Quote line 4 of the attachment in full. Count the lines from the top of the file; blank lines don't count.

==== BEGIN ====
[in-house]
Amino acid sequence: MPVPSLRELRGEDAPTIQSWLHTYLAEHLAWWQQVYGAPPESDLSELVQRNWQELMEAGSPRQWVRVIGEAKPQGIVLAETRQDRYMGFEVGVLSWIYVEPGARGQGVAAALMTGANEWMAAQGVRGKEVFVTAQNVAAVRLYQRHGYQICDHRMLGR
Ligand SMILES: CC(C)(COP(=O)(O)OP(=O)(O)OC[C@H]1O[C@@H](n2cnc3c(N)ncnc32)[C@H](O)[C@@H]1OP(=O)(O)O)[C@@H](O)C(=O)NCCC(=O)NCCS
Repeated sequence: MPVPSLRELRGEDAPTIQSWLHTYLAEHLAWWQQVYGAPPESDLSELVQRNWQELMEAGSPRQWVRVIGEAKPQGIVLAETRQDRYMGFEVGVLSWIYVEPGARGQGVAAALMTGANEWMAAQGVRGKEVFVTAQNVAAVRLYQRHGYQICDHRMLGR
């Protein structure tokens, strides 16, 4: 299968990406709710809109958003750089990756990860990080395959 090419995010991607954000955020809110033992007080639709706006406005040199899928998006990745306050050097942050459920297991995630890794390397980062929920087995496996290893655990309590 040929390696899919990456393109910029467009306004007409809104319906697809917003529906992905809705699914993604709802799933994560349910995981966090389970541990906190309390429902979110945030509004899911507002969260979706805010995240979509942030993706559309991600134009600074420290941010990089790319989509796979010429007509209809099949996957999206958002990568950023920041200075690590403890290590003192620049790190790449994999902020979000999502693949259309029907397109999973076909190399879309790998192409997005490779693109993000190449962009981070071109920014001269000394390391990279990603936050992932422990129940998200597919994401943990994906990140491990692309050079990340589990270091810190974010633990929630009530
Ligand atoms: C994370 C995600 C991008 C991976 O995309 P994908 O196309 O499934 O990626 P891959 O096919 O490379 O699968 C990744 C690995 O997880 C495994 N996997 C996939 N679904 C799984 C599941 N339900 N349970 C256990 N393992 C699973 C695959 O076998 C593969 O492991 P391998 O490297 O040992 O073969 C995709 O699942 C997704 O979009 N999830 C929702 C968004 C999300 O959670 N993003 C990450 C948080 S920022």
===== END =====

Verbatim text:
Repeated sequence: MPVPSLRELRGEDAPTIQSWLHTYLAEHLAWWQQVYGAPPESDLSELVQRNWQELMEAGSPRQWVRVIGEAKPQGIVLAETRQDRYMGFEVGVLSWIYVEPGARGQGVAAALMTGANEWMAAQGVRGKEVFVTAQNVAAVRLYQRHGYQICDHRMLGR